Memory of childhood experience is stored in the body, not just the mind. From that first spark of life, experience has a profound impact on who we are and who we will become.
In recent decades, there has been an explosion of new understanding – beginning with the Adverse Childhood Experience, or “ACE” study – about how and why adversity and trauma can reliably predict risks for mental, physical, behavioral health and productivity in the population.
What’s predictable is preventable – because of recent discoveries in neuroscience, epigenetics, epidemiology, and resilience studies, we can understand how protection, prevention, and resilience promotion can profoundly improve health, safety and productivity, and reduce public and private costs now and for generations to come.
The “Understanding Adverse Childhood Experiences” presentation includes in-depth information about:
- The neurobiological effects of adversity on development.
- The impacts of childhood adversity and trauma on population health.
- Resilience – what we can all do to improve health and well-being across the lifespan.
Contact us if your group or organization would like to get more information on ACE training or schedule a customized presentation.
Building partnerships for self-healing communities
The Fairfax County Adverse Childhood Experiences (ACE) Interface Master Trainer team, in partnership with the Virginia Department of Behavioral Health and Developmental Services, recently held the state’s first cohort of ACE Presenter training in Fairfax City. Attendees included the Fairfax-Falls Church Community Services Board, nonprofit partners (Cornerstones, Shelter House, Court Appointed Special Advocates), parent organizations (Fairfax County Council of PTAs, Formed Families Forward), and county staff from Juvenile & Domestic Relations Court, the Department of Family Services, Domestic and Sexual Violence Services, and the Department of Housing and Community Development, as well as psychologists and social workers from Fairfax County Public Schools.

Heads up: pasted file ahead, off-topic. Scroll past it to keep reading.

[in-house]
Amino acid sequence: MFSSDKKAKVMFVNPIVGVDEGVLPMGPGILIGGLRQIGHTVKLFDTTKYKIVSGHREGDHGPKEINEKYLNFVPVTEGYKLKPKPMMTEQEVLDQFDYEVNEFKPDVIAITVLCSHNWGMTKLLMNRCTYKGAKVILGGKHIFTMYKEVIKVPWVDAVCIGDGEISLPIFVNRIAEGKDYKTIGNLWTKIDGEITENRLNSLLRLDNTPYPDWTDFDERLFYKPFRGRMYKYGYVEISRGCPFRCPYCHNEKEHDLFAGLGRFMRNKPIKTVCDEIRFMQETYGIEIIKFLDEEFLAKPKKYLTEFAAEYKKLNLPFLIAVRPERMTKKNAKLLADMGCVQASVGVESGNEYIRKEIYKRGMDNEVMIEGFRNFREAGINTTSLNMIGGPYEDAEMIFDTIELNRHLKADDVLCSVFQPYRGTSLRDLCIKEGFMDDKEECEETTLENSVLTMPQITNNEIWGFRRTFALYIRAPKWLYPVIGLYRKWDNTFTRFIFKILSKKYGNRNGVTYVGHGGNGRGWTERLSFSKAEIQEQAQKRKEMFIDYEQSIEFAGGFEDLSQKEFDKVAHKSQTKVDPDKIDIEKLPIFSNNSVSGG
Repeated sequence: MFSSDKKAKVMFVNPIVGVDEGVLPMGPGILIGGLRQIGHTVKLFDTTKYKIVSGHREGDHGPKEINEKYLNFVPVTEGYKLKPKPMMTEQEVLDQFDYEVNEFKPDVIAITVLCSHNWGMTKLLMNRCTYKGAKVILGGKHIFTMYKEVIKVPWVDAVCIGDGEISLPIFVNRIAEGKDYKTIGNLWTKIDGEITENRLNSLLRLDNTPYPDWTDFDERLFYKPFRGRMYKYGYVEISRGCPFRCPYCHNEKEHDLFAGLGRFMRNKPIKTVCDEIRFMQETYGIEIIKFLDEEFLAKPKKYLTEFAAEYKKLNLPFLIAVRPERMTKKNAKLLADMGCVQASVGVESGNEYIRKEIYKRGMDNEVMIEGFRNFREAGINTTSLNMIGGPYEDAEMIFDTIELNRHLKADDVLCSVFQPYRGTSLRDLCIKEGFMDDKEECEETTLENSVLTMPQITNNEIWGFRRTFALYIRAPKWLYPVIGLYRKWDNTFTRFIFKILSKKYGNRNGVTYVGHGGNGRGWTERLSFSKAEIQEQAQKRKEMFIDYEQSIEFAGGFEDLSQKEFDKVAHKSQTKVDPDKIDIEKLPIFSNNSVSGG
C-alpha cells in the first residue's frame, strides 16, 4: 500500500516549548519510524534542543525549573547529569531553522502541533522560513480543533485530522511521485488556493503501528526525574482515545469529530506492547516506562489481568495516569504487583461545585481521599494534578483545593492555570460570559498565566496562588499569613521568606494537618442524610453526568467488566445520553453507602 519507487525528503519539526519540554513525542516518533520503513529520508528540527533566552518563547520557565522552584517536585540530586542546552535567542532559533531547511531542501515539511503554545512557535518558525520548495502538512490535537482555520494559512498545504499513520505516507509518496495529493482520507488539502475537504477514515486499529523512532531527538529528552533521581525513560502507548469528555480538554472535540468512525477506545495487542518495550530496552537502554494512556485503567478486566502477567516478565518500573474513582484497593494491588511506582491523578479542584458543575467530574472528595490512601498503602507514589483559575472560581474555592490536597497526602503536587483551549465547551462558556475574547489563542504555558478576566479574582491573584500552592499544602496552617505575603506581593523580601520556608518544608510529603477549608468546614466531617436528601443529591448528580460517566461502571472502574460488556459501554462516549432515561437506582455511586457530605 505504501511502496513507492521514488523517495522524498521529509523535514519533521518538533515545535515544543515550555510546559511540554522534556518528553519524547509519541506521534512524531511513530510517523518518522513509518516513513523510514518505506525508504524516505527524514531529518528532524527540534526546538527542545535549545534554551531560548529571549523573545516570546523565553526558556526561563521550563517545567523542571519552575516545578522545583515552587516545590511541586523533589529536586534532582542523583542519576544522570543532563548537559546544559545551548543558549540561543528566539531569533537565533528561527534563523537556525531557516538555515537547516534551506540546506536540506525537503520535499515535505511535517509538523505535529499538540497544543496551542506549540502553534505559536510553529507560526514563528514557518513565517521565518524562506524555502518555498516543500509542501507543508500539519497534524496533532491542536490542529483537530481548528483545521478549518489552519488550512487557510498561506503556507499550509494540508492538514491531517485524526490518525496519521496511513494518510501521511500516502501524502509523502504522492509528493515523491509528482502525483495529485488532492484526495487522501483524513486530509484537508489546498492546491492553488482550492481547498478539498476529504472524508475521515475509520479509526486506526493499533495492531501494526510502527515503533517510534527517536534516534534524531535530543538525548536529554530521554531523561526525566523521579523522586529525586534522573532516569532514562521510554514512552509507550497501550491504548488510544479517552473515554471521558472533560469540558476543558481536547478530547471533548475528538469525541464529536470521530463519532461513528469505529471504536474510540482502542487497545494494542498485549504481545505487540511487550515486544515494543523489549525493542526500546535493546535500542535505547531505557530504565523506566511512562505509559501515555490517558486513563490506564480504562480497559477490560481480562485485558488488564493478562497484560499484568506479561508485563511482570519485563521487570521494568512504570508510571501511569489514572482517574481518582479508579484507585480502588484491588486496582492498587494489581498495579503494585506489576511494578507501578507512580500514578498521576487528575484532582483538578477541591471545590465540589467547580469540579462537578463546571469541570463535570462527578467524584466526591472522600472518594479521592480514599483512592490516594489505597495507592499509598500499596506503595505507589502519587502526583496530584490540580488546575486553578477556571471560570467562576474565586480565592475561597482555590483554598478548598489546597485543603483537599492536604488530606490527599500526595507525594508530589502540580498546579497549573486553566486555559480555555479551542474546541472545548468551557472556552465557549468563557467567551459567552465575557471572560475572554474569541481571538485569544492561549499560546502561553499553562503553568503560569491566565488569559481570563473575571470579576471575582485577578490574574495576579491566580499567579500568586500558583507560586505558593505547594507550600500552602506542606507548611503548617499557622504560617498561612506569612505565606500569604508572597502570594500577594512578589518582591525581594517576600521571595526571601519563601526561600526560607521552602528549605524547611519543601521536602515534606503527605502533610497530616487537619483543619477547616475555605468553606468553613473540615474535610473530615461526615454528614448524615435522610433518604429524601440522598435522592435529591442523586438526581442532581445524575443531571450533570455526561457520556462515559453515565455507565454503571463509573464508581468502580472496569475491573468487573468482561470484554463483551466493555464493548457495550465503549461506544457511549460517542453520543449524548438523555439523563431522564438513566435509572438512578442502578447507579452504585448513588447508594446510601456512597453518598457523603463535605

The goal of this effort is to improve the health and well-being of individuals by empowering the community’s ability to support individuals who have experienced traumatic events by providing supportive trauma-informed strategies and services, helping to build a self-healing community.
ACE Interface Presenters spent two days immersed in content, learning the science of ACEs and joining a growing movement to address this important public health issue. Karla Bruce, Fairfax County’s Chief Equity Officer, spoke to the group about historical trauma and its impact on equity in our county, culture and larger society. The 29 trainees will provide education throughout our community about how adverse childhood incidents can have an effect on people throughout their lives, and how to promote resilience.
Contact for news media inquiries: Lucy Caldwell, Communications Director, 703-324-7006 (office), 703-856-5210 (cell).